How does lapbooking fit into a Charlotte Mason homeschool?
When Miss Mason was alive, there was no such thing as “lapbooking.” Surely she was aware of the clever art of origami paper folding. But I doubt that her students used “hamburger” and “hotdog” folds to record their dictation each day.
So does that automatically mean that lapbooking is off limits to a CM educator? A purist may say yes, the CM homeschool has no room for such modern, frivolous pursuits as folding paper into clever shapes and drawing silly pictures. That’s a waste of time that could be spent memorizing French conjugations or exploring the anthills in the backyard.But for most of us, more eclectic CM “adapters,” lapbooking can fit in well with a CM philosophy.
Basically, lapbooking is a form of narration.
It’s a written and/or visual form of narrating back what was learned that day, that lesson, or that week. That’s exactly how we use lapbooking.
Didn’t Miss Mason encourage the use of journals and timelines (a book of centuries)? Aren’t lapbooks similar to those in many ways — paper documentation, often in visual form, of what was studied?
How does a minibook come about? I certainly have in mind what I think should be in the minibook, but my aim is to draw that out of my daughter. So I’ll ask a question like,
- “What did we learn from that motion experiment?”
- “What were the most important ideas from these three pages about Hopi Indians?”
- “So, what should we put in a minibook about Pizarro?”
What she answers in response is her verbal narration. We usually hone it together before she puts it into the minibook, through some combination of writing and drawing.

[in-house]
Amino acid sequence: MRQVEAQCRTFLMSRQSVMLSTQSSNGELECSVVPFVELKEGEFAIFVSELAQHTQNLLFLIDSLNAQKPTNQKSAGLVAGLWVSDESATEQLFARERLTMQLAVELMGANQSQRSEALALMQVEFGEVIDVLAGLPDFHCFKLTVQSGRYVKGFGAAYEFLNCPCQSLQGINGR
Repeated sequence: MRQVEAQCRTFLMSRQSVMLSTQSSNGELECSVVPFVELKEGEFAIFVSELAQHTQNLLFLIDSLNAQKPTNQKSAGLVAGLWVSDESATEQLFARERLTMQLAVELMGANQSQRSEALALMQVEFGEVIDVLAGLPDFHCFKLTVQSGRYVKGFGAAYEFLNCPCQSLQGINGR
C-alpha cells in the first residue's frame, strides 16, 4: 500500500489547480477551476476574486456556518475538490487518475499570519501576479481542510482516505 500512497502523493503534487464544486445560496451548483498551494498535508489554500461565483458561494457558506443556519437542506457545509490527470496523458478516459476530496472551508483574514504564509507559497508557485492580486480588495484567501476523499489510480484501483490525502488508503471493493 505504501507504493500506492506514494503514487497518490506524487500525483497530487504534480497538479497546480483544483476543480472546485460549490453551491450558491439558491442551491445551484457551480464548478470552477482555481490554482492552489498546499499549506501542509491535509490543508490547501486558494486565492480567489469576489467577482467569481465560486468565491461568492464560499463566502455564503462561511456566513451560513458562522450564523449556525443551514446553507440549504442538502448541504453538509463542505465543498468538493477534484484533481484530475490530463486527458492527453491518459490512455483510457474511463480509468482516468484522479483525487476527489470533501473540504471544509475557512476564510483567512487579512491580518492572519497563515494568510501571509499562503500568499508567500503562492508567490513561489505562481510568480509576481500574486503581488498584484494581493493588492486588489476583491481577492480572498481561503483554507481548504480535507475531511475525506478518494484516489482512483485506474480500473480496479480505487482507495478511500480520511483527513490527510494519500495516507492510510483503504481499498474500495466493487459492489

Isn’t the verbal narration enough? Certainly it is. And sometimes we stop there. We don’t put everything we learn into a minibook. But my daughter is highly creative. She loves the artistic element of working with paper and markers. I am catering to her strengths through lapbooking and providing a record of her learning that she enjoys looking at again and again. I’ve discovered that she somehow needs to draw or move to express herself. She often grabs pencils as makeshift puppets to act out her narration or draws stick figures and maps on scrap paper to clarify it. I do require her to use words to express herself, but visual expression is also a valid form of demonstrating understanding. And for her, it seems to be her preferred style.
Could lapbooking simply be twaddle? Sure it could. In my opinion, many of the lapbooking kits that are for sale are basically glorified worksheets that require little thinking. Cut and paste, color a bit, and voila, you’ve made a lapbook. But if the creation of the minibook requires thought on the part of the student, then it is not meaningless.
If it’s a reflection of what the child has learned through living books and/or through direct observation, lapbooking has real value.
And then again, I do think that doing a rather empty lapbook kit is still superior to watching television or playing video games.
Here is an example of how we use CM and lapbooking hand in hand.
We had been making minibooks during our four week study of motion and forces (a component within Noeo Physics 1). When it came time to assemble it all into the actual lapbook foundation, I told Sprite that she needed to create a cover image to represent what we learned about forces and motion (through our living books and experiments). When she was done, I had her explain how her drawing exemplified all we had learned. What follows is her narration.
The girl is running. That’s motion. And she’s pulling the kite. That’s a force.
The wind is pushing the kite; that’s also a force.
Gravity is pulling the girl and the dog down. She’s staying on earth and not floating or drifting away.
The kite is being pulled by the wind. Gravity is pulling it down, but it’s a (She lapses into Chinese here, searching for a good word.) ?? ?literally: competition?between these two forces.
The girl is running. Her shoes have friction with the ground. That’s good because without friction, she would not be able to stop.
She’s working by pulling the kite. Running is also work. Every motion is work – even your heartbeat is work. She uses her forces over a distance, and that means she’s doing work.
The dog is still. He is at rest.
The long kite is heavier, so the girl is using more force to hold it. The small kite is lighter, so it takes less force to hold it.
Actually, she touched on the main points of our entire study including the three laws of motion, gravity, work, and friction. I have to think that Charlotte Mason would be pleased.